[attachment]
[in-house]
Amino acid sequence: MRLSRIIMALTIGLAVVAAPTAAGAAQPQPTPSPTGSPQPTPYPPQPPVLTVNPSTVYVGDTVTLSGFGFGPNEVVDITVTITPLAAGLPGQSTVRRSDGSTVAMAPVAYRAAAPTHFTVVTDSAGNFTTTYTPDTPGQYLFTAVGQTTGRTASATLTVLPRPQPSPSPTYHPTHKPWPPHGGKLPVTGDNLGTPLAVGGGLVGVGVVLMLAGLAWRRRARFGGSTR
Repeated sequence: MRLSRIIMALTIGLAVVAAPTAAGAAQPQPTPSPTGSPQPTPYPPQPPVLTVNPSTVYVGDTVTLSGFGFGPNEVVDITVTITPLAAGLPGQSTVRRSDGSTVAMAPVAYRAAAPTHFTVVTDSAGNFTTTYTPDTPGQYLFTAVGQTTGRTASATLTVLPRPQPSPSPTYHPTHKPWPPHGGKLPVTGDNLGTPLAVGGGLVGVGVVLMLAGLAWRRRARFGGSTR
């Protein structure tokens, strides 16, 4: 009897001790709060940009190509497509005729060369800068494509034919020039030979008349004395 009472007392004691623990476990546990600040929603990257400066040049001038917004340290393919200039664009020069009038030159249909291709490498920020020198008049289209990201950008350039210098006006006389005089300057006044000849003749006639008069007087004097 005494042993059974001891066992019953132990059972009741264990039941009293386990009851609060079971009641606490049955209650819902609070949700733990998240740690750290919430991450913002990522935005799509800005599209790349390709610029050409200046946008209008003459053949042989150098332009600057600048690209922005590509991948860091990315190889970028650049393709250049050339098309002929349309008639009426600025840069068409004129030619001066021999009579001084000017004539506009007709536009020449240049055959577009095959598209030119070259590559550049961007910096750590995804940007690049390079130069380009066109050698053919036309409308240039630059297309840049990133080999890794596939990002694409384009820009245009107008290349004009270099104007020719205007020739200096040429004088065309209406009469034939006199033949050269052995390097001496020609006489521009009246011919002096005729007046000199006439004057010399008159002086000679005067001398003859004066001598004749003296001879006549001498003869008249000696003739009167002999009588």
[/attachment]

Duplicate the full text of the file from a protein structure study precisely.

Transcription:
[in-house]
Amino acid sequence: MRLSRIIMALTIGLAVVAAPTAAGAAQPQPTPSPTGSPQPTPYPPQPPVLTVNPSTVYVGDTVTLSGFGFGPNEVVDITVTITPLAAGLPGQSTVRRSDGSTVAMAPVAYRAAAPTHFTVVTDSAGNFTTTYTPDTPGQYLFTAVGQTTGRTASATLTVLPRPQPSPSPTYHPTHKPWPPHGGKLPVTGDNLGTPLAVGGGLVGVGVVLMLAGLAWRRRARFGGSTR
Repeated sequence: MRLSRIIMALTIGLAVVAAPTAAGAAQPQPTPSPTGSPQPTPYPPQPPVLTVNPSTVYVGDTVTLSGFGFGPNEVVDITVTITPLAAGLPGQSTVRRSDGSTVAMAPVAYRAAAPTHFTVVTDSAGNFTTTYTPDTPGQYLFTAVGQTTGRTASATLTVLPRPQPSPSPTYHPTHKPWPPHGGKLPVTGDNLGTPLAVGGGLVGVGVVLMLAGLAWRRRARFGGSTR
């Protein structure tokens, strides 16, 4: 009897001790709060940009190509497509005729060369800068494509034919020039030979008349004395 009472007392004691623990476990546990600040929603990257400066040049001038917004340290393919200039664009020069009038030159249909291709490498920020020198008049289209990201950008350039210098006006006389005089300057006044000849003749006639008069007087004097 005494042993059974001891066992019953132990059972009741264990039941009293386990009851609060079971009641606490049955209650819902609070949700733990998240740690750290919430991450913002990522935005799509800005599209790349390709610029050409200046946008209008003459053949042989150098332009600057600048690209922005590509991948860091990315190889970028650049393709250049050339098309002929349309008639009426600025840069068409004129030619001066021999009579001084000017004539506009007709536009020449240049055959577009095959598209030119070259590559550049961007910096750590995804940007690049390079130069380009066109050698053919036309409308240039630059297309840049990133080999890794596939990002694409384009820009245009107008290349004009270099104007020719205007020739200096040429004088065309209406009469034939006199033949050269052995390097001496020609006489521009009246011919002096005729007046000199006439004057010399008159002086000679005067001398003859004066001598004749003296001879006549001498003869008249000696003739009167002999009588």